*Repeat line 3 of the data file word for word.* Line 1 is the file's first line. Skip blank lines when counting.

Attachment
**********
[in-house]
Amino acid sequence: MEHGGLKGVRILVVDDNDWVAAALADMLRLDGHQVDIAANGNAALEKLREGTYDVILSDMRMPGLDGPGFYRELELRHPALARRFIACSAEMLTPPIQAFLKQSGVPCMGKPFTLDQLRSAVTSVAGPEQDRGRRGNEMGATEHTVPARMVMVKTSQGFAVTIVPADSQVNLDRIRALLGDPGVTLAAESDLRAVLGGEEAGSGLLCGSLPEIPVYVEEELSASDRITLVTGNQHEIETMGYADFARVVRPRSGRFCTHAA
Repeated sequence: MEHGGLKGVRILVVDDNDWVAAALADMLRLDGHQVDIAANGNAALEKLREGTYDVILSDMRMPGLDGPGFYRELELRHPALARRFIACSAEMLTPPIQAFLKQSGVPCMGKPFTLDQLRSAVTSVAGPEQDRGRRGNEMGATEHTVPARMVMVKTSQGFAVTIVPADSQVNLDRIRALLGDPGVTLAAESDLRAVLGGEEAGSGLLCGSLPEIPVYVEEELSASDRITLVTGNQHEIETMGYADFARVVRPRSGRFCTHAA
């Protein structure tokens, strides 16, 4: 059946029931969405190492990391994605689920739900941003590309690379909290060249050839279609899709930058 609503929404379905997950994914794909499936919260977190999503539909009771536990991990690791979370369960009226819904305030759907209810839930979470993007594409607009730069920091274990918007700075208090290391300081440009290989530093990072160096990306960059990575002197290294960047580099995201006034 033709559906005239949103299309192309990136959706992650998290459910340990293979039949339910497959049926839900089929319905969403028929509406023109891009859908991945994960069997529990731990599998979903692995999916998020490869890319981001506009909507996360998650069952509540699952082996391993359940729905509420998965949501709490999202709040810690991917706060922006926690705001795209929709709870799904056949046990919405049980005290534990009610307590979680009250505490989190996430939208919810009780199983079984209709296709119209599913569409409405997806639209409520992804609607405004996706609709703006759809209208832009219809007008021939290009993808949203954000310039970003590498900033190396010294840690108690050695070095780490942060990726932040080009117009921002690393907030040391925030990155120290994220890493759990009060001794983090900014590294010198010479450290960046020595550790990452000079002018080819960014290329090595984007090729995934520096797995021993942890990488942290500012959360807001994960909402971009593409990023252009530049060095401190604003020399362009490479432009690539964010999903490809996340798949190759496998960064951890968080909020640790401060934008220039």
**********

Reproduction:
Repeated sequence: MEHGGLKGVRILVVDDNDWVAAALADMLRLDGHQVDIAANGNAALEKLREGTYDVILSDMRMPGLDGPGFYRELELRHPALARRFIACSAEMLTPPIQAFLKQSGVPCMGKPFTLDQLRSAVTSVAGPEQDRGRRGNEMGATEHTVPARMVMVKTSQGFAVTIVPADSQVNLDRIRALLGDPGVTLAAESDLRAVLGGEEAGSGLLCGSLPEIPVYVEEELSASDRITLVTGNQHEIETMGYADFARVVRPRSGRFCTHAA